Advancement in radio technology means that radio astronomy has to share the radio spectrum with many other non-astronomical activities, majority of which increase radio frequency interference (RFI), and therefore detrimentally affecting the radio observations at the observatory sites. Major radio facilities such as the SKA, in both South Africa and Australia, and the Five-hundred-meter Aperture Spherical radio Telescope (FAST) in China will be very sensitive, and therefore require protection against RFI.
In the case of optical astronomy, the growing urbanisation and industrialisation led to optical astronomy becoming impossible near major cities due to light and dust pollution. Major optical and IR observatories are forced to be far away in remote areas, where light pollution is not yet extreme. The same is true for radio observatories, which have to be sited away from highly RFI affected areas near populated regions and major cities.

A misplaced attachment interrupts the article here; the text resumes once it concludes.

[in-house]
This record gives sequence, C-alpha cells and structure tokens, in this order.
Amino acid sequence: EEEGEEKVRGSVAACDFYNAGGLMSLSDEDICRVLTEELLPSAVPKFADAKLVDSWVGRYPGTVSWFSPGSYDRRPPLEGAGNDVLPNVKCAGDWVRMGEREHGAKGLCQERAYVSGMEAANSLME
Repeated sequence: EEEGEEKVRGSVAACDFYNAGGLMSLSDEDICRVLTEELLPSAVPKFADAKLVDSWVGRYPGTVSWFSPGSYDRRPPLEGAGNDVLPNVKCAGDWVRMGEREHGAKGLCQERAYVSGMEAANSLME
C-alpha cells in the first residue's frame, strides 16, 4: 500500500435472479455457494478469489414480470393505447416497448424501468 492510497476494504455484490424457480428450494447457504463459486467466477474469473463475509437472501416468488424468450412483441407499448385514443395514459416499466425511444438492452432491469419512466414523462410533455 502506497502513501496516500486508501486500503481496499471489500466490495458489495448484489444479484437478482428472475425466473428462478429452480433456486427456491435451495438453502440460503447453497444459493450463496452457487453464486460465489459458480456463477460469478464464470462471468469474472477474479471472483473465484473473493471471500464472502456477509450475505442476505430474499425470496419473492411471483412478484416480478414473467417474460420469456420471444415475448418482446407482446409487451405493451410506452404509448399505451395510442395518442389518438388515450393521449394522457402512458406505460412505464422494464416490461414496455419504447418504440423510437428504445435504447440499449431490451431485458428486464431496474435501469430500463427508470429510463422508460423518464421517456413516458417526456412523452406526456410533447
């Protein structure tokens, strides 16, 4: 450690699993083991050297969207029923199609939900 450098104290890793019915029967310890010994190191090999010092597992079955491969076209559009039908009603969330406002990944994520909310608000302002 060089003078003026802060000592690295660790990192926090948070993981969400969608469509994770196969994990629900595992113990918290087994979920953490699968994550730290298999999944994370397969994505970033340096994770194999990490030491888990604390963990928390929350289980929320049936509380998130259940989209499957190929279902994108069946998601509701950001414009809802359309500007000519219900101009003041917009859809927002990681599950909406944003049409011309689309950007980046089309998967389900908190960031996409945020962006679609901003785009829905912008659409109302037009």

In this review, based on the Focus Meeting 21 (FM21) oral presentations at the IAU General Assembly on 11 August 2015, we give an overview of the mechanisms that have evolved to provide statutory protection for radio astronomy observing, successes (e.g at 21 cm HI line), defeats and challenges at other parts of the spectrum. We discuss the available legislative initiatives to protect the radio astronomy sites for large projects like SKA (in Australia and South Africa), and FAST against the RFI. For optical protection, we look at light pollution with examples of its effect at Xinglong observing station of the National Astronomical Observatories of China (NAOC), Ali Observatory in Tibet, and Asiago Observatory in Italy, as well as the effect of conversion from low pressure sodium lighting to LEDs in the County of Hawaii.